To Card or Not to Card? Advantages and disadvantages of a carded HRA

When establishing a health reimbursement arrangement (HRA) plan for an employer, benefits administrators must weigh the pros and cons of different payment models. It’s true that un-carded provider-pay or auto-pay HRA models, enabled by claims integration, can be a very attractive plan option. They offer an easy and low-noise consumer experience.

However, un-carded HRAs also miss out on an important opportunity to foster more cost-conscious consumer behavior. Further, a card brings a number of capabilities that, in many cases, make it the better option.

So is carding right for you and your employers? Here, we break down some of the main advantages and disadvantages of carded HRAs to help you make an informed decision based on the needs of each client.

Advantages of a carded HRA

Conscious decision-making: When a consumer is presented with a balance due, pulling out a debit card to facilitate payment is a highly conscious move. It’s a non-verbal acknowledgement saying, “I’m going to pay for these goods or services, in this amount, using this form of payment.” The card swipe at the point of purchase creates a much higher level of awareness than having a claim auto-paid (without ever reviewing the price).

Streamlined process: Some administrators fear that debit cards may often get declined, creating unnecessary noise. But in reality, 90% of debit card transactions are approved in real time. This rate can be even higher when cards are aligned to optimal plan designs. Most typically, the card simplifies the reimbursement process, reducing administrative burden for both employees and employers. Employees can use the card directly at their healthcare provider’s office, making it fast and convenient to access funds.

Improved employee experience: With real-time access to funds through the card, employees may feel more satisfied with their health benefits package. This, in turn, is likely to enhance their overall perception of their employer and improve employee satisfaction and retention. The card also eliminates the need for upfront personal payments (as in a more traditional HRA), which can be a significant financial burden for some individuals.

Better utilization of funds: The carded HRA can encourage employees to use their allotted funds for eligible healthcare expenses promptly. This can result in better utilization of the HRA, ensuring that the employer’s investment in the benefit is put to good use. Further, card transactions are usually tracked electronically. This provides better visibility into HRA fund usage and spending patterns.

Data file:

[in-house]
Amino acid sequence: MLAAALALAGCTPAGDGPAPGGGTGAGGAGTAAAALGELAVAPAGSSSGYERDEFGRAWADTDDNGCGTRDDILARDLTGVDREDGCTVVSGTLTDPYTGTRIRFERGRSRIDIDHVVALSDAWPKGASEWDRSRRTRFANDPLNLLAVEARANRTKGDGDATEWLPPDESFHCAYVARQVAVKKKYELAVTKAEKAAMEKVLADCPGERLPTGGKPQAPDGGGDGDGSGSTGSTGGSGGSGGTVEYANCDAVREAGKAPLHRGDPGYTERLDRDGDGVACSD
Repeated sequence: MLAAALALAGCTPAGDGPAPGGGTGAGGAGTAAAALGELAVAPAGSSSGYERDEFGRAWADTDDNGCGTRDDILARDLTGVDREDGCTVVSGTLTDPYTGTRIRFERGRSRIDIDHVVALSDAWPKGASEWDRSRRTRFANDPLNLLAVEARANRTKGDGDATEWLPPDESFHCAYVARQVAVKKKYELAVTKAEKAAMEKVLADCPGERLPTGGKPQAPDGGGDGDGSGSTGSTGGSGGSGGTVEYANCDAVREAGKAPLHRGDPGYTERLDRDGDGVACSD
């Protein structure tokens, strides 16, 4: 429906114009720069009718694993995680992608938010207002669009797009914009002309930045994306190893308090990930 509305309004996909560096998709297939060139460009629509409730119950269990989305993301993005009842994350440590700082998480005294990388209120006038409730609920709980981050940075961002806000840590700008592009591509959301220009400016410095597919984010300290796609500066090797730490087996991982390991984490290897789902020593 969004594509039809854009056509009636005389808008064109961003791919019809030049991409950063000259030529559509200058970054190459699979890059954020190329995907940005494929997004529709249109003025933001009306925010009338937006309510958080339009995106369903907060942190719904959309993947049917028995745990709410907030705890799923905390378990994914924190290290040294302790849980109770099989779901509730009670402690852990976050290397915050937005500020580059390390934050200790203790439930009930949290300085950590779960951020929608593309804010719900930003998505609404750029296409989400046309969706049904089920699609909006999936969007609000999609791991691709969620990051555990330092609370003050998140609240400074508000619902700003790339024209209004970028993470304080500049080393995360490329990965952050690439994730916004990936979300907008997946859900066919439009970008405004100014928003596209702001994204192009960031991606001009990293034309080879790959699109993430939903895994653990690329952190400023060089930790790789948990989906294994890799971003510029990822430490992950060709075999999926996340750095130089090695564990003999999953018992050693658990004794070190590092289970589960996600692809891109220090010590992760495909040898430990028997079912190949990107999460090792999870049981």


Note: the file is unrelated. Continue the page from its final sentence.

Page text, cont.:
Encourages preventative care: When employees have a card that covers eligible medical expenses, they may be more likely to seek preventative care and address health concerns early on. In the long term, this can lead to a healthier and more productive workforce.


Disadvantages of a carded HRA

Administrative complexity: While the card simplifies the reimbursement process, there is still administrative overhead involved in managing the HRA program. Time and effort go into setting up the card system, ensuring security measures, and dealing with any issues related to card usage. For this reason, it behooves administrators to work with a knowledgeable solutions provider. Alegeus not only brings expertise in plan design and implementation, but also the technological capability to manage large and complex employer plans.

Cost considerations: Implementing a carded HRA may come with additional costs. These could include fees for the card program, administrative fees, and any expenses related to addressing misuse or fraudulent transactions.

Limited availability: The availability of carded HRAs may vary depending on the size of the company, the insurance provider, and the specific plan offered.


Overall, a carded HRA can offer convenience and potential benefits for both employees and employers. Moreover, it can be an impactful stepping stone toward the adoption of programs that pair a high-deductible health plan (HDHP) with a health savings account (HSA) – and all the long-term savings possibilities they bring.

So it’s essential to carefully weigh the pros and cons to determine if a carded HRA aligns with a company’s objectives and employee needs. Implementing appropriate controls and educating employees on the proper use of the card can go a long way toward mitigating challenges – and can tip the balance in favor of a carded solution.


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